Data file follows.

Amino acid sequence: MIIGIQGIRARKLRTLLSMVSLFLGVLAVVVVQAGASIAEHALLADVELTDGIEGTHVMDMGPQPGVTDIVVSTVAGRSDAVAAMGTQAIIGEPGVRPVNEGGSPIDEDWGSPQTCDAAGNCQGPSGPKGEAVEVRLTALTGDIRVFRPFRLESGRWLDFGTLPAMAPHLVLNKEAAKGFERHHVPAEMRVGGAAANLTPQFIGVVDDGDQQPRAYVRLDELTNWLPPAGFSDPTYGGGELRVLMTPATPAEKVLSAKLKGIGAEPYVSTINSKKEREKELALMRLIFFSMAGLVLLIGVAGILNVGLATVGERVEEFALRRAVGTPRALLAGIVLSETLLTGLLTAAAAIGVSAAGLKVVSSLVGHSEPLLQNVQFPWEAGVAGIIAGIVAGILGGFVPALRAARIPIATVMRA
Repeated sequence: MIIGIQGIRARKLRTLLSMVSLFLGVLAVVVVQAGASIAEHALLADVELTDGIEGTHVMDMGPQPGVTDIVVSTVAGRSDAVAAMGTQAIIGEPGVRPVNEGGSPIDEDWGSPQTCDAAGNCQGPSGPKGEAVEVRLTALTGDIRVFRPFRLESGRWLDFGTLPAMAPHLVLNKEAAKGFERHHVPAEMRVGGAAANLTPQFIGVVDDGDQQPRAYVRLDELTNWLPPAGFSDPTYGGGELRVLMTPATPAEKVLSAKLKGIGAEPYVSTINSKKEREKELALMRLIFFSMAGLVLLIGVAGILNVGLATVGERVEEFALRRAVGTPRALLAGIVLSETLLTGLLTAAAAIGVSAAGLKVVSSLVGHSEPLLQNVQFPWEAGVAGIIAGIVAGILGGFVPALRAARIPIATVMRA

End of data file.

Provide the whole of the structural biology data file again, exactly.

Amino acid sequence: MIIGIQGIRARKLRTLLSMVSLFLGVLAVVVVQAGASIAEHALLADVELTDGIEGTHVMDMGPQPGVTDIVVSTVAGRSDAVAAMGTQAIIGEPGVRPVNEGGSPIDEDWGSPQTCDAAGNCQGPSGPKGEAVEVRLTALTGDIRVFRPFRLESGRWLDFGTLPAMAPHLVLNKEAAKGFERHHVPAEMRVGGAAANLTPQFIGVVDDGDQQPRAYVRLDELTNWLPPAGFSDPTYGGGELRVLMTPATPAEKVLSAKLKGIGAEPYVSTINSKKEREKELALMRLIFFSMAGLVLLIGVAGILNVGLATVGERVEEFALRRAVGTPRALLAGIVLSETLLTGLLTAAAAIGVSAAGLKVVSSLVGHSEPLLQNVQFPWEAGVAGIIAGIVAGILGGFVPALRAARIPIATVMRA
Repeated sequence: MIIGIQGIRARKLRTLLSMVSLFLGVLAVVVVQAGASIAEHALLADVELTDGIEGTHVMDMGPQPGVTDIVVSTVAGRSDAVAAMGTQAIIGEPGVRPVNEGGSPIDEDWGSPQTCDAAGNCQGPSGPKGEAVEVRLTALTGDIRVFRPFRLESGRWLDFGTLPAMAPHLVLNKEAAKGFERHHVPAEMRVGGAAANLTPQFIGVVDDGDQQPRAYVRLDELTNWLPPAGFSDPTYGGGELRVLMTPATPAEKVLSAKLKGIGAEPYVSTINSKKEREKELALMRLIFFSMAGLVLLIGVAGILNVGLATVGERVEEFALRRAVGTPRALLAGIVLSETLLTGLLTAAAAIGVSAAGLKVVSSLVGHSEPLLQNVQFPWEAGVAGIIAGIVAGILGGFVPALRAARIPIATVMRA